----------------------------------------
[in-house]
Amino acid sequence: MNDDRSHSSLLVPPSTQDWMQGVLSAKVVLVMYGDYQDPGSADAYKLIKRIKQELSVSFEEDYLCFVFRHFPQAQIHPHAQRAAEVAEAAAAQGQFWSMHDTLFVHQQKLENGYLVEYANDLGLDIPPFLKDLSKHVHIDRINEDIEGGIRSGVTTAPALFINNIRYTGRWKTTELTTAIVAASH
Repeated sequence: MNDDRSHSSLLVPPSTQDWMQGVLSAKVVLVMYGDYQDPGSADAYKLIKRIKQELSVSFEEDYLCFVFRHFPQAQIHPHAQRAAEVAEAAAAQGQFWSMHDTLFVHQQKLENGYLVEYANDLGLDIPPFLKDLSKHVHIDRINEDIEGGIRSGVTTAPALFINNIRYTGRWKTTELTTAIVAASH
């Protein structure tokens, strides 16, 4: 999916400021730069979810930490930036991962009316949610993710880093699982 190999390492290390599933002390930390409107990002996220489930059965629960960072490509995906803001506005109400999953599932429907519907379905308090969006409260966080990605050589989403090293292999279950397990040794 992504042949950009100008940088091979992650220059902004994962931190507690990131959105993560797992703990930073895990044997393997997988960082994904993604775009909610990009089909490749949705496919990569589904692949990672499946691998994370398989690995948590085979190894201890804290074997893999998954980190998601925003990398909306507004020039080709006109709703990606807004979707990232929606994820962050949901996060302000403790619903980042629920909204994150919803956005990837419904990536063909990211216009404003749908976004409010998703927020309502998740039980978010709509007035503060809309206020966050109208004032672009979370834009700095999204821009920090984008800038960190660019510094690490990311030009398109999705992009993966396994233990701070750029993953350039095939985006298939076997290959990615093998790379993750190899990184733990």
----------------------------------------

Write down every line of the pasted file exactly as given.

[in-house]
Amino acid sequence: MNDDRSHSSLLVPPSTQDWMQGVLSAKVVLVMYGDYQDPGSADAYKLIKRIKQELSVSFEEDYLCFVFRHFPQAQIHPHAQRAAEVAEAAAAQGQFWSMHDTLFVHQQKLENGYLVEYANDLGLDIPPFLKDLSKHVHIDRINEDIEGGIRSGVTTAPALFINNIRYTGRWKTTELTTAIVAASH
Repeated sequence: MNDDRSHSSLLVPPSTQDWMQGVLSAKVVLVMYGDYQDPGSADAYKLIKRIKQELSVSFEEDYLCFVFRHFPQAQIHPHAQRAAEVAEAAAAQGQFWSMHDTLFVHQQKLENGYLVEYANDLGLDIPPFLKDLSKHVHIDRINEDIEGGIRSGVTTAPALFINNIRYTGRWKTTELTTAIVAASH
């Protein structure tokens, strides 16, 4: 999916400021730069979810930490930036991962009316949610993710880093699982 190999390492290390599933002390930390409107990002996220489930059965629960960072490509995906803001506005109400999953599932429907519907379905308090969006409260966080990605050589989403090293292999279950397990040794 992504042949950009100008940088091979992650220059902004994962931190507690990131959105993560797992703990930073895990044997393997997988960082994904993604775009909610990009089909490749949705496919990569589904692949990672499946691998994370398989690995948590085979190894201890804290074997893999998954980190998601925003990398909306507004020039080709006109709703990606807004979707990232929606994820962050949901996060302000403790619903980042629920909204994150919803956005990837419904990536063909990211216009404003749908976004409010998703927020309502998740039980978010709509007035503060809309206020966050109208004032672009979370834009700095999204821009920090984008800038960190660019510094690490990311030009398109999705992009993966396994233990701070750029993953350039095939985006298939076997290959990615093998790379993750190899990184733990």